1620 GMT (11:20 a.m. EST)
We are getting reports from Central California from photographers are telling us that they saw a couple small objects flying free of the shuttle's streak across the sky.
1630 GMT (11:30 a.m. EST)
The NASA news conference has been delayed until later today. A new time has not been announced.
1645 GMT (11:45 a.m. EST)
Kennedy Space Center workers have been told that all work has been cancelled for this weekend. Only essential personnel should report for their duties.
1700 GMT (12:00 p.m. EST)
The NASA news conference by Administrator Sean O'Keefe is planned for 1 p.m. EST.
1710 GMT (12:10 p.m. EST)
Here is the NASA statement:
A Space Shuttle contingency has been declared in Mission Control, Houston, as a result of the loss of communication with the Space Shuttle Columbia at approximately 9 a.m. EST Saturday as it descended toward a landing at the Kennedy Space Center, Fla. It was scheduled to touchdown at 9:16 a.m. EST.
Communication and tracking of the shuttle was lost at 9 a.m. EST at an altitude
of about 203,000 feet in the area above north central Texas. At the time communications were lost. The shuttle was traveling approximately 12,500 miles per hour (Mach 18). No communication and tracking information were received in
Mission Control after that time.
Search and rescue teams in the Dallas-Fort Worth and in portions of East Texas have been alerted. Any debris that is located in the area that may be related to the Space Shuttle contingency should be avoided and may be hazardous as a result of toxic propellants used aboard the shuttle. The location of any possible debris should immediately be reported to local authorities.
Flight controllers in Mission Control have secured all information, notes and data pertinent to today's entry and landing by Space Shuttle Columbia and continue to methodically proceed through contingency plans.
More information will be released as it becomes available.
1715 GMT (12:15 p.m. EST)
Debris is scattered across a wide area of Texas. NASA is asking that any persons finding debris should stay clear given the hazardous nature of the materials and alert local authorities.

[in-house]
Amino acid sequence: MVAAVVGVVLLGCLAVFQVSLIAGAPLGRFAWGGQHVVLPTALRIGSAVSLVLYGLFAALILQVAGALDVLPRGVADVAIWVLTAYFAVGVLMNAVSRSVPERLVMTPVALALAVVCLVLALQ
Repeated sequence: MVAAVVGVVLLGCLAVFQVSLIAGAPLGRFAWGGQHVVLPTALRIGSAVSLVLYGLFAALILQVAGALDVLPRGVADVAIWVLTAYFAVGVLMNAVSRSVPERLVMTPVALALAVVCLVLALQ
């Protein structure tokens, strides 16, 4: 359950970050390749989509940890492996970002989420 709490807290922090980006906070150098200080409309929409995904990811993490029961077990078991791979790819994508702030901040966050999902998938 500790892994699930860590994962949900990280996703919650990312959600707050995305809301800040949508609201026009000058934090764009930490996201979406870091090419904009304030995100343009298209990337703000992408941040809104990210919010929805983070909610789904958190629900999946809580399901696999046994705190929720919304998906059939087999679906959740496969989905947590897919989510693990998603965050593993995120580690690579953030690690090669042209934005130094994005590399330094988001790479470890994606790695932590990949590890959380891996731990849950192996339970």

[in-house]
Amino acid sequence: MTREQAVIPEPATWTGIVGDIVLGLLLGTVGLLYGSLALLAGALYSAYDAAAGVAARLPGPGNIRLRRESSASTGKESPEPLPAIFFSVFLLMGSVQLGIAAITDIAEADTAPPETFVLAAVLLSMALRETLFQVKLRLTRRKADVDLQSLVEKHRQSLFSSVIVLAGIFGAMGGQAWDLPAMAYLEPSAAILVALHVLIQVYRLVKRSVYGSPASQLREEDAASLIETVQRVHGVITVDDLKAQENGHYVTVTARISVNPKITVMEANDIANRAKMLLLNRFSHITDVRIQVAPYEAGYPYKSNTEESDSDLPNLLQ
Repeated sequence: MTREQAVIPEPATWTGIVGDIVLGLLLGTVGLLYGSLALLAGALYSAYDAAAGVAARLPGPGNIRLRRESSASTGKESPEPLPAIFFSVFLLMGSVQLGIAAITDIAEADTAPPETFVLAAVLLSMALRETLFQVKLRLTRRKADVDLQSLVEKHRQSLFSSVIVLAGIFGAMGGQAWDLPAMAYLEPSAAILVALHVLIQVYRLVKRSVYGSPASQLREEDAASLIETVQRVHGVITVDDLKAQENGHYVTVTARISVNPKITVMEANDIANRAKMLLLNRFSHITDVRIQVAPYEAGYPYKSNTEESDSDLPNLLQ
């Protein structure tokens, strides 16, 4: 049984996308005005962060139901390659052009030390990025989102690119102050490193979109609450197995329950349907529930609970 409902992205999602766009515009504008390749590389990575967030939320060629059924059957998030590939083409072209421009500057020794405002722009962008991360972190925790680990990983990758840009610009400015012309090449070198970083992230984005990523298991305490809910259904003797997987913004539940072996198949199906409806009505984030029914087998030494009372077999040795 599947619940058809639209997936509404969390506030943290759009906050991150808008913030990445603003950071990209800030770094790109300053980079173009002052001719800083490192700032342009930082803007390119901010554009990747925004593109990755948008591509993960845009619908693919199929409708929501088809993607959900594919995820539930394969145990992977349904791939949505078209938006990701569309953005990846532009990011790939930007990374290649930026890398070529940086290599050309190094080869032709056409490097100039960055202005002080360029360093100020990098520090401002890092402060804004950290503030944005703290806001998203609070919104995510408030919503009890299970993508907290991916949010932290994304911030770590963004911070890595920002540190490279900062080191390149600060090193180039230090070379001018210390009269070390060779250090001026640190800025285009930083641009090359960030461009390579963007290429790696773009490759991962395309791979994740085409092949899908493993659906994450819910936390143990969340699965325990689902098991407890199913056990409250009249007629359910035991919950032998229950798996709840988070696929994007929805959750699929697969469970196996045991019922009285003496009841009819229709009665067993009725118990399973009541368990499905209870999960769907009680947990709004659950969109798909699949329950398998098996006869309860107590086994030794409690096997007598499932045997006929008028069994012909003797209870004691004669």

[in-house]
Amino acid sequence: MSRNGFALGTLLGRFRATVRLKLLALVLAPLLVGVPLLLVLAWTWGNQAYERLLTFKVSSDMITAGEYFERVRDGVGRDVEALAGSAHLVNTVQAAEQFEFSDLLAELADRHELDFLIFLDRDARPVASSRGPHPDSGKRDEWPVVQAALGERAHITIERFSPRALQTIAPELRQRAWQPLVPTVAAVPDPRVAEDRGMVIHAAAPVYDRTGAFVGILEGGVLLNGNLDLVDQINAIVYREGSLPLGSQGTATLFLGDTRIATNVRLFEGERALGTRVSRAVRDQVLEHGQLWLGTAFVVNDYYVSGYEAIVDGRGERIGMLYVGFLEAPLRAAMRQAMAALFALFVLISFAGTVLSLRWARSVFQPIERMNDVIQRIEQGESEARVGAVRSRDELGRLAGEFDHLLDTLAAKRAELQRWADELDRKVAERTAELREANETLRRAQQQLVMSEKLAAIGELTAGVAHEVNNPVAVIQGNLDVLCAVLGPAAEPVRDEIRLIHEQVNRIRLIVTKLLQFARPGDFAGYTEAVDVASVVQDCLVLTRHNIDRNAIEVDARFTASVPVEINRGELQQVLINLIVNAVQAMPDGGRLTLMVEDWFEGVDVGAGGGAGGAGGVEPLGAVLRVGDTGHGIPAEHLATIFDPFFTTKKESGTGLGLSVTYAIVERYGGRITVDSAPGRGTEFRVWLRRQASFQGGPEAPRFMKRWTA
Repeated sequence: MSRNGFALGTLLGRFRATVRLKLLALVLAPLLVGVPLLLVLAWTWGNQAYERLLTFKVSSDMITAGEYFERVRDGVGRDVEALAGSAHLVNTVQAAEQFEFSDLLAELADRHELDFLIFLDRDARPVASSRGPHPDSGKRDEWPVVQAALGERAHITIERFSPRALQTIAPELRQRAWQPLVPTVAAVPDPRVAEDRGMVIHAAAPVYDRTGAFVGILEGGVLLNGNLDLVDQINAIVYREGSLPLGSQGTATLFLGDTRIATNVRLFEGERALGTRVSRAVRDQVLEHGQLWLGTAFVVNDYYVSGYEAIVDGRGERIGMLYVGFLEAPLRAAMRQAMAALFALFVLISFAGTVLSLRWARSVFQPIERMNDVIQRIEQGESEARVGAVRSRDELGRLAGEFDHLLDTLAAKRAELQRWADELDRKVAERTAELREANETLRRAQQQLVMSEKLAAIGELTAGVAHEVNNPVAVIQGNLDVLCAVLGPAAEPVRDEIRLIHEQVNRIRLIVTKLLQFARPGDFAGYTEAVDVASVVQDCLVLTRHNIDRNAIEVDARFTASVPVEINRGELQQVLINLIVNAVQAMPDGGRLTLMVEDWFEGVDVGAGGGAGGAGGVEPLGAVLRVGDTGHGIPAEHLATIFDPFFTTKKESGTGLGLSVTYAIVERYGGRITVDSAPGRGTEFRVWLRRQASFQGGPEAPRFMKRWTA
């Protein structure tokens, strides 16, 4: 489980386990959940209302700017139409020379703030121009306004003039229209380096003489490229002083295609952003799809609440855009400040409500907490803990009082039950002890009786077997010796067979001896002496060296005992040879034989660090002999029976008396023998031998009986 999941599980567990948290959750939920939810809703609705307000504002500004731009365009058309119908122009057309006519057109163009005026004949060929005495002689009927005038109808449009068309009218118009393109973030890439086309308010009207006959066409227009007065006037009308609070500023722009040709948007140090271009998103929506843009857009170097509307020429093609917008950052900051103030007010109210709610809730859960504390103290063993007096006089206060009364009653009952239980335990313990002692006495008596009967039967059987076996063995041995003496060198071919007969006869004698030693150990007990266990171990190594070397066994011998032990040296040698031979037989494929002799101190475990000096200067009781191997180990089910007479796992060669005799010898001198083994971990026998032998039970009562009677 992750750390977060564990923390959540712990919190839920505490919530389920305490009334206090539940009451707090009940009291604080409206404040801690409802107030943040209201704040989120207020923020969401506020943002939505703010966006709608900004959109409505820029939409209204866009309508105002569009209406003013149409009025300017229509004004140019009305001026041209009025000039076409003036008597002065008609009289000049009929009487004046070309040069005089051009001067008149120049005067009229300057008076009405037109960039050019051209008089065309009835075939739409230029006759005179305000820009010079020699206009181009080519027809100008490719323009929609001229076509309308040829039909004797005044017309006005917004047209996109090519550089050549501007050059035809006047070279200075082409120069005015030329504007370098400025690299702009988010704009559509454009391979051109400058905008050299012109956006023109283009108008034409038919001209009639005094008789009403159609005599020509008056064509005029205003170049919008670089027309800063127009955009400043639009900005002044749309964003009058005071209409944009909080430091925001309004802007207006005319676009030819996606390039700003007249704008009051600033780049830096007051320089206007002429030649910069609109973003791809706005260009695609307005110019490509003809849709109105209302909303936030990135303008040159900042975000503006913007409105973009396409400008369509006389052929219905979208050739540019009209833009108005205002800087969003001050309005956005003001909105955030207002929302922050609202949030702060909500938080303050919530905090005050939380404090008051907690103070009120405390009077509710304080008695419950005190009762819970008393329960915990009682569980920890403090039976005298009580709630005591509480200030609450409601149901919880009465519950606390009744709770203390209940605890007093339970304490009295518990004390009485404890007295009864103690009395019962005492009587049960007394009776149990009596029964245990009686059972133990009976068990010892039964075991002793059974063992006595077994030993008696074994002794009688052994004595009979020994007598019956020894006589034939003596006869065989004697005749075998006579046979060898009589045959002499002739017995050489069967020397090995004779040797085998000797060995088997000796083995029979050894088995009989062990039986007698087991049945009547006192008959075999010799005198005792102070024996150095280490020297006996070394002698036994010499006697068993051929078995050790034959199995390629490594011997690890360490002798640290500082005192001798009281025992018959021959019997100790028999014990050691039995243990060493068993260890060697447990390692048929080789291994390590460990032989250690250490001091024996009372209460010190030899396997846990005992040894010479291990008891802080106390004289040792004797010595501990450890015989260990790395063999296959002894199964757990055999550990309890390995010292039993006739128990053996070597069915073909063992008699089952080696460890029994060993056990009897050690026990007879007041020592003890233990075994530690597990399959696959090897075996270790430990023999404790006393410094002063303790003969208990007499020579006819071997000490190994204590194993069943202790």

1725 GMT (12:25 p.m. EST)
A weather radar shows the debris swath as the shuttle broke apart. Click here
1800 GMT (1:00 p.m. EST)
Here are some stats about this mission. This was the 113th for the space shuttle program since flights began on April 12, 1981. It was the 88th mission since the 1986 explosion of Challenger. For Columbia, the oldest orbiter in NASA's fleet, this was its 28th flight.
1824 GMT (1:24 p.m. EST)
"This is indeed a tragic day," NASA Administrator Sean O'Keefe is telling reporters at Kennedy Space Center. He says that all data and information is being gathered and protected for the investigation.
President Bush and O'Keefe have spoken with the astronauts' families.
1826 GMT (1:26 p.m. EST)
O'Keefe says internal and independent external groups will be set up to investigate today's accident.
1833 GMT (1:33 p.m. EST)
NASA's Associate Administrator for Spaceflight Bill Readdy says anyone with video or still pictures of the shuttle this morning is asked to contact the space agency. Officials want all possible information for the inquiry into this tragedy.
Readdy added, "It is too early to speculate" about the cause of the shuttle's break up.
1840 GMT (1:40 p.m. EST)
Another NASA news conference, this one from Johnson Space Center, is being planned for 3 p.m. EST.
1905 GMT (2:05 p.m. EST)
In an address to the nation, President Bush says, "The Columbia is lost. There are no survivors."
1910 GMT (2:10 p.m. EST)
"Our journey into space will go on," Bush says.
1930 GMT (2:30 p.m. EST)
As we grieve for the lost crew of Columbia, here are the biographies of the seven astronauts.
1940 GMT (2:40 p.m. EST)
You can read the full text of President Bush's speech here.
2005 GMT (3:05 p.m. EST)
The NASA technical news conference from Johnson Space Center has been delayed a few minutes.
2015 GMT (3:15 p.m. EST)
Click here to see an animated image from Columbia's launch that appears to show the incident with the shuttle's left wing. Engineers believe some foam insulation from the external tank broke off and impacted the wing about 80 seconds into flight.
2037 GMT (3:37 p.m. EST)
Shuttle program manager Ron Dittemore, speaking from Johnson Space Center right now, says a number of special teams have been established for the investigation. Data is being impounded to preserve all records -- pre-flight and in-flight information -- for the investigators.
2039 GMT (3:39 p.m. EST)
Dittemore says the first sign of trouble occurred shortly before 9 a.m. EST with the loss of data from temperature sensors in the hydraulic systems on left wing aerosurfaces. That was followed by loss of tire pressure measurements from the left main landing gear and structural sensors.
2046 GMT (3:46 p.m. EST)
A central location has not been picked to house all the debris as it is recovered. Response teams are activating to be dispatched to the recovery areas, Dittemore said.
2050 GMT (3:50 p.m. EST)